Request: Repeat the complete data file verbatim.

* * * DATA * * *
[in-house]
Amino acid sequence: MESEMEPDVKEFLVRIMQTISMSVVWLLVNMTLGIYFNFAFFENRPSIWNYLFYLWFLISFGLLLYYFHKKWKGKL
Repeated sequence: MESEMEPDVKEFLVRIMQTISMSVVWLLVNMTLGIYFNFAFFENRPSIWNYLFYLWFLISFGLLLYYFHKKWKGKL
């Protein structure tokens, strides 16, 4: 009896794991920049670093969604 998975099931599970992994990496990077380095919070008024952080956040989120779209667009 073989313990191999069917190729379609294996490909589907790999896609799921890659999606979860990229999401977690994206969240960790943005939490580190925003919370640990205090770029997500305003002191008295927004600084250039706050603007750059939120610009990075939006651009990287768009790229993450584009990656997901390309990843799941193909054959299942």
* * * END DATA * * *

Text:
[in-house]
Amino acid sequence: MESEMEPDVKEFLVRIMQTISMSVVWLLVNMTLGIYFNFAFFENRPSIWNYLFYLWFLISFGLLLYYFHKKWKGKL
Repeated sequence: MESEMEPDVKEFLVRIMQTISMSVVWLLVNMTLGIYFNFAFFENRPSIWNYLFYLWFLISFGLLLYYFHKKWKGKL
């Protein structure tokens, strides 16, 4: 009896794991920049670093969604 998975099931599970992994990496990077380095919070008024952080956040989120779209667009 073989313990191999069917190729379609294996490909589907790999896609799921890659999606979860990229999401977690994206969240960790943005939490580190925003919370640990205090770029997500305003002191008295927004600084250039706050603007750059939120610009990075939006651009990287768009790229993450584009990656997901390309990843799941193909054959299942």